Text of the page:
In 2019 I posted a series on the subject of book marketing.. which is available as a pdf if you would like to read the whole series. (Email me at firstname.lastname@example.org). I follow every author in the Cafe on Twitter if they have an account, and I always tag them in posts when I promote.This tweet which includes the tag for an author, is distributed to my 31,000 followers on Twitter which is often retweeted by them onwards.
I do a regular analysis of my own traffic statistics and whilst the majority of blog views is driven by WordPress reader, the next most effective referrer is Twitter.
I am also on Facebook, but as far as book marketing is concerned it is the groups that you belong to which drive book traffic, not the personal timelines.
With that in mind, and understanding how bewildering it can be when marketing your first book, here is a repeat of my post about using Twitter as a book marketing platform.
Twitter has changed its interface in the last year, so I have updated some of the graphics to reflect that.. but the fundamental elements of using the platform effectively remain the same.
Twitter – Step by step guide set up for authors
The look and functionality of Twitter has changed recently, and I have to say that I am not a fan (as yet). It is now designed for mobile devices and whilst there are a couple of useful upgrades, for someone starting an account (and some of us who have been using it for 7 years) it is over complicated for what you want to use it for.
However, as a watering hole, for your blog and certainly your books it is a useful platform to establish yourself on. There are some useful marketing features, including paid advertisements, but there is a great deal of free functionality that you can take of advantage of first. To be honest I don’t use all the bells and whistles as I do everything manually, but do find it helpful to use some of their basic marketing options.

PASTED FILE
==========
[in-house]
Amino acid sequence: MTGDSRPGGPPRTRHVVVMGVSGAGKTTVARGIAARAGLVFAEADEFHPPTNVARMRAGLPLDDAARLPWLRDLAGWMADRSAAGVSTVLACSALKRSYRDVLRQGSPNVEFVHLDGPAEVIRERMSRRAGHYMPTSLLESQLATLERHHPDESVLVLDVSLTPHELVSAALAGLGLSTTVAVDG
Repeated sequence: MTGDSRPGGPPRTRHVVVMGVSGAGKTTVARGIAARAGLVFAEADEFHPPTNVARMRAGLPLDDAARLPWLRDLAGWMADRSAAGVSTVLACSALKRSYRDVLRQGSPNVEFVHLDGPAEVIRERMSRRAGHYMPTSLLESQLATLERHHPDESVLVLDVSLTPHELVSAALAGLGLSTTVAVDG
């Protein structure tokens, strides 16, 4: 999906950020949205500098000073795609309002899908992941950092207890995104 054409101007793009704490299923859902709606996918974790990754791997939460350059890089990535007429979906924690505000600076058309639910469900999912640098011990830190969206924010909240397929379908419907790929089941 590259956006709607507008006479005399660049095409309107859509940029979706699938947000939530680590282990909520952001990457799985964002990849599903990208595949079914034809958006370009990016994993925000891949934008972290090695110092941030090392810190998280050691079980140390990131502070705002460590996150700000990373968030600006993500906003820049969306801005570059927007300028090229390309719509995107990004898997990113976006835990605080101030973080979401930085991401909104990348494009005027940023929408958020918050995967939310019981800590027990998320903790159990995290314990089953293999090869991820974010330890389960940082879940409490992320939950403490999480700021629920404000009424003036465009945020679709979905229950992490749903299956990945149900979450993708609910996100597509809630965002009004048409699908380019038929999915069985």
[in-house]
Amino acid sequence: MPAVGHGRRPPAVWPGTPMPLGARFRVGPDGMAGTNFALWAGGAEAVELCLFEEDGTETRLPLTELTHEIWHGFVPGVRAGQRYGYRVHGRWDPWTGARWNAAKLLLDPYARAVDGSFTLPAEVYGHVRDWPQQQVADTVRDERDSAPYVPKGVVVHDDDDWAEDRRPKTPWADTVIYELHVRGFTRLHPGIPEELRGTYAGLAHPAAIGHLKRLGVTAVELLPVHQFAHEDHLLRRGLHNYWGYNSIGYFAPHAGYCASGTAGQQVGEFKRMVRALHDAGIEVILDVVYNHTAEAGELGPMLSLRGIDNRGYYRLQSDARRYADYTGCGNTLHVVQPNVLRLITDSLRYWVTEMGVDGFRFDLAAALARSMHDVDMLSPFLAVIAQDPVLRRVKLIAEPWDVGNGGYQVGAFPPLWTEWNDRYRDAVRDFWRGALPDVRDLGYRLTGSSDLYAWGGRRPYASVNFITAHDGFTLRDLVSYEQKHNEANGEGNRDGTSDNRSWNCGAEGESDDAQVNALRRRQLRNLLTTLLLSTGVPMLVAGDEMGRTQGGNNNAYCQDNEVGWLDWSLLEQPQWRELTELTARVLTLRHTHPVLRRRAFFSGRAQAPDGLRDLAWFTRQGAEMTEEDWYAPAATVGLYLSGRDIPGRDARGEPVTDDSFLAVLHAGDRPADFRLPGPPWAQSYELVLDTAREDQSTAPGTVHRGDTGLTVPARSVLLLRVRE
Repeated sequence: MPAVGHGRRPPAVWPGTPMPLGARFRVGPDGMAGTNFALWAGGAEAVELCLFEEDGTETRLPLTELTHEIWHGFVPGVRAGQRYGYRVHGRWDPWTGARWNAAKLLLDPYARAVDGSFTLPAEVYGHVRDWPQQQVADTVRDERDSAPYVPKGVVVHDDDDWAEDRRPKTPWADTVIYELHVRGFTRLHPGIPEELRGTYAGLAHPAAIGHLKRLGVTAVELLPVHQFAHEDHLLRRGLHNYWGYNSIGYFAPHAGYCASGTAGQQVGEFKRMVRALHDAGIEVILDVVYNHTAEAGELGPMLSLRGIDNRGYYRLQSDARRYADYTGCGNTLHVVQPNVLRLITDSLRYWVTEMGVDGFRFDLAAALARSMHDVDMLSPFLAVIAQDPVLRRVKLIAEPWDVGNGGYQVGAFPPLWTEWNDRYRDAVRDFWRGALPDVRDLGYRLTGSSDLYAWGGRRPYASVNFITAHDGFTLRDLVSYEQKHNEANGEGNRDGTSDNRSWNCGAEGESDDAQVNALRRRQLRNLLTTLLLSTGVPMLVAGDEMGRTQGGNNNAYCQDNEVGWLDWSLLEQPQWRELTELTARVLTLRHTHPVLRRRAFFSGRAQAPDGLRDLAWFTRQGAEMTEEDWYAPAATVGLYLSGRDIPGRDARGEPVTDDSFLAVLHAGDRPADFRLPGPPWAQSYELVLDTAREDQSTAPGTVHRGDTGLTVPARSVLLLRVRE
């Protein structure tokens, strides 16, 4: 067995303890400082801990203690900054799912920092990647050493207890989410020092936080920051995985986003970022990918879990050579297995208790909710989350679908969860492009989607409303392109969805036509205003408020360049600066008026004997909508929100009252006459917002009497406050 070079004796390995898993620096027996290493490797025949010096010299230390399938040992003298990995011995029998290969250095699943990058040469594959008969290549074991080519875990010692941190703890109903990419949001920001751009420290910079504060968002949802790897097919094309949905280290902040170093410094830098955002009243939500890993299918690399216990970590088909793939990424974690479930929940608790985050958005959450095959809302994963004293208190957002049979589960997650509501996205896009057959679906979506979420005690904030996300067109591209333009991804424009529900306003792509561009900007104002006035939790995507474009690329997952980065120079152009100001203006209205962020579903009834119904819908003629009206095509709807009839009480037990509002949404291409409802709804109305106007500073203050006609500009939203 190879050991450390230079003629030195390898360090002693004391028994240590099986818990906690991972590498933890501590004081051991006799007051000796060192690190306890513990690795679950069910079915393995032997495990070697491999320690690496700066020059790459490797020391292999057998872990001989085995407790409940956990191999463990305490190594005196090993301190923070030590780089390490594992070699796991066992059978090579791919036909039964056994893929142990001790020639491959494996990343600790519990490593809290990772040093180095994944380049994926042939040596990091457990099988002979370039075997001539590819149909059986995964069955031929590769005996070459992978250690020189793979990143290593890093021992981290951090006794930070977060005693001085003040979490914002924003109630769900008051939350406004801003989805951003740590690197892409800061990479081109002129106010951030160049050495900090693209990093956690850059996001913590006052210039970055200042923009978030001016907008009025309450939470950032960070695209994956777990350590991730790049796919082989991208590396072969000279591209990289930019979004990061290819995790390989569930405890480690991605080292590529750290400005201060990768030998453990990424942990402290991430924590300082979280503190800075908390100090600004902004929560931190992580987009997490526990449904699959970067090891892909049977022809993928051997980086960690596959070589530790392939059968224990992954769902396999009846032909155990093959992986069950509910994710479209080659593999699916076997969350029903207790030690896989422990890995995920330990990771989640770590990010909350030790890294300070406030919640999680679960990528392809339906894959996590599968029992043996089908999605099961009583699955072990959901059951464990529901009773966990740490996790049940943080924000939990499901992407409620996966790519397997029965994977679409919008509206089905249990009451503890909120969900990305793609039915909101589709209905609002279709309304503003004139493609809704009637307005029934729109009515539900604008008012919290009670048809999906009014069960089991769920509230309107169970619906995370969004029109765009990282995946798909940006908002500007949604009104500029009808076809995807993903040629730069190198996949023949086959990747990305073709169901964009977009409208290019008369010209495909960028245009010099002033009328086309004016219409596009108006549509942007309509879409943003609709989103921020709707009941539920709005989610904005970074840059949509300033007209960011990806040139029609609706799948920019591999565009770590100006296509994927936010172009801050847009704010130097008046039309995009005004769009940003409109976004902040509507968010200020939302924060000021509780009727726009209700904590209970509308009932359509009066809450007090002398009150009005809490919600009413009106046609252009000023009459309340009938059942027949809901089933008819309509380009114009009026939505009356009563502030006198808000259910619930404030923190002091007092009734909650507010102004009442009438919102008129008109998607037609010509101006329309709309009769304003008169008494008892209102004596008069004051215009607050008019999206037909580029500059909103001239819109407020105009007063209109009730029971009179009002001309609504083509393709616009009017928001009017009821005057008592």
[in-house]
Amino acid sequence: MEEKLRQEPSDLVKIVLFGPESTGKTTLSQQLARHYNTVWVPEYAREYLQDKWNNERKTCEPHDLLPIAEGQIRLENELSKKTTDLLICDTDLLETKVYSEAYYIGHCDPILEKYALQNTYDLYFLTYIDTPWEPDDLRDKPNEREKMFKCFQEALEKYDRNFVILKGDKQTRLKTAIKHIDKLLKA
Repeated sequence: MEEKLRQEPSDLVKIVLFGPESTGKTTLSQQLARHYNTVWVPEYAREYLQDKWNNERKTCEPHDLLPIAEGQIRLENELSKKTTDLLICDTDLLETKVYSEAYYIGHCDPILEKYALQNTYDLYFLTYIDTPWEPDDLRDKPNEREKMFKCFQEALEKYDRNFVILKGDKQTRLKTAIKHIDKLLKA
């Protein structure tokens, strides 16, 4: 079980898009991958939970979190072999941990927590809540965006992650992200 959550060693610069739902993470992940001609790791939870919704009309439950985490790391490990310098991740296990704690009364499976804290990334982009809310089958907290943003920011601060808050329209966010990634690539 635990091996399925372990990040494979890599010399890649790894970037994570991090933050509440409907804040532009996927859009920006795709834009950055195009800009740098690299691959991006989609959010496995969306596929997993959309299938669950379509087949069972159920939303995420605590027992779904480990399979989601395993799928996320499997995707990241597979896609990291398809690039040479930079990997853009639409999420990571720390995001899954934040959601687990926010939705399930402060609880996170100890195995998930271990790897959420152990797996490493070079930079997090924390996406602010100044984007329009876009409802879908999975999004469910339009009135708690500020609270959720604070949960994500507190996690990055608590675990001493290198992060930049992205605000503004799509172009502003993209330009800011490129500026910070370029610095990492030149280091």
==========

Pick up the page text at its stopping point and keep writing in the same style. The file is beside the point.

I will work my way through the new interface with some of the key elements that you need to focus on as an author with books to market.
And the first place to start is your profile.
On the left of the page you have the new menu and if you click on Profile it will bring up the above page. When you sign up for your account you will be offered a similar page to the one below and also should you wish to edit in the future.
It is important that the image that you use as your profile photograph is one that potential readers of your books can connect and relate to. Leaving it blank is not an option as most people think it suspicious that you don’t want to show your face and won’t follow you back. If you are an author then I suggest a good photograph of high quality that you can reduce in size and still retain the definition. Some people will share the picture of a pet or flower but they won’t necessarily sell your books for you.
As an author looking to market your book then your author name should go here. Even if it is a pen name. It should also be the same name as that you use for your blog and any other social media so to develop your author brand. You have up to 50 characters to use in this segment to don’t worry if you have a very long name…
What is it that you would like the readers of your Twitter feed to do? As an author you want them to buy your books. So here is were you put the genre you write in mainly – Children’s, Fantasy, Memoir, Thriller, Crime, non-fiction – Your Amazon Author Page Link – If you have a blog then you have enough room to briefly describe what readers will find there.
You have 160 characters for this piece so work on it offline to make sure you have your selling message clear cut before you add.
Update your bio on a regular basis with new information.
This is where I actually live as I have an Irish themed book. But you don’t need to fill this in if you don’t want to.
Author website or Blog link
I use this for my blog link as it is effectively my website too.
Date of Birth.
You don’t have to fill this in.. and I don’t.
Expand your Profile with a Pinned Tweet.
Most accounts that I follow have a Pinned Tweet and you can use as a 280 character extension of your profile…or to announce news of your latest release, review, book signing, etc.